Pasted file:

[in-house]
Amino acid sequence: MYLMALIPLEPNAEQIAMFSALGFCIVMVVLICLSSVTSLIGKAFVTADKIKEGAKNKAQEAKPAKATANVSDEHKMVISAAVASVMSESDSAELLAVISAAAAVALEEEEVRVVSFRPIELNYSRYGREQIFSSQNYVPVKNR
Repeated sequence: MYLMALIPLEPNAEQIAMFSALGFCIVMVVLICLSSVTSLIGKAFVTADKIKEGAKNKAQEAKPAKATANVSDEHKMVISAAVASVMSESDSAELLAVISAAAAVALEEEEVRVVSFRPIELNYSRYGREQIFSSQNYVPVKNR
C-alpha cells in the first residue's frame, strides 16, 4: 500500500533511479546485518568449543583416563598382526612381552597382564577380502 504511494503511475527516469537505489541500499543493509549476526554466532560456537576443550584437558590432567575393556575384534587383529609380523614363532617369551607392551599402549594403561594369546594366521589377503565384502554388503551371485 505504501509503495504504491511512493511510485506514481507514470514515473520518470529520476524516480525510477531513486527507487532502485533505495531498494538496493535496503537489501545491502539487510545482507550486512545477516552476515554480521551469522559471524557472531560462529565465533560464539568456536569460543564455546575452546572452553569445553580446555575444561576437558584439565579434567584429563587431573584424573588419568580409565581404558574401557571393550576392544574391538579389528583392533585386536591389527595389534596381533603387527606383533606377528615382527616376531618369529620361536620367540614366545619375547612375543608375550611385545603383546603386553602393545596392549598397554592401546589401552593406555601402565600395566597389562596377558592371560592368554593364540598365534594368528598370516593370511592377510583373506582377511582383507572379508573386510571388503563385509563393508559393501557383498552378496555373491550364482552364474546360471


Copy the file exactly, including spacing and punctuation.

[in-house]
Amino acid sequence: MYLMALIPLEPNAEQIAMFSALGFCIVMVVLICLSSVTSLIGKAFVTADKIKEGAKNKAQEAKPAKATANVSDEHKMVISAAVASVMSESDSAELLAVISAAAAVALEEEEVRVVSFRPIELNYSRYGREQIFSSQNYVPVKNR
Repeated sequence: MYLMALIPLEPNAEQIAMFSALGFCIVMVVLICLSSVTSLIGKAFVTADKIKEGAKNKAQEAKPAKATANVSDEHKMVISAAVASVMSESDSAELLAVISAAAAVALEEEEVRVVSFRPIELNYSRYGREQIFSSQNYVPVKNR
C-alpha cells in the first residue's frame, strides 16, 4: 500500500533511479546485518568449543583416563598382526612381552597382564577380502 504511494503511475527516469537505489541500499543493509549476526554466532560456537576443550584437558590432567575393556575384534587383529609380523614363532617369551607392551599402549594403561594369546594366521589377503565384502554388503551371485 505504501509503495504504491511512493511510485506514481507514470514515473520518470529520476524516480525510477531513486527507487532502485533505495531498494538496493535496503537489501545491502539487510545482507550486512545477516552476515554480521551469522559471524557472531560462529565465533560464539568456536569460543564455546575452546572452553569445553580446555575444561576437558584439565579434567584429563587431573584424573588419568580409565581404558574401557571393550576392544574391538579389528583392533585386536591389527595389534596381533603387527606383533606377528615382527616376531618369529620361536620367540614366545619375547612375543608375550611385545603383546603386553602393545596392549598397554592401546589401552593406555601402565600395566597389562596377558592371560592368554593364540598365534594368528598370516593370511592377510583373506582377511582383507572379508573386510571388503563385509563393508559393501557383498552378496555373491550364482552364474546360471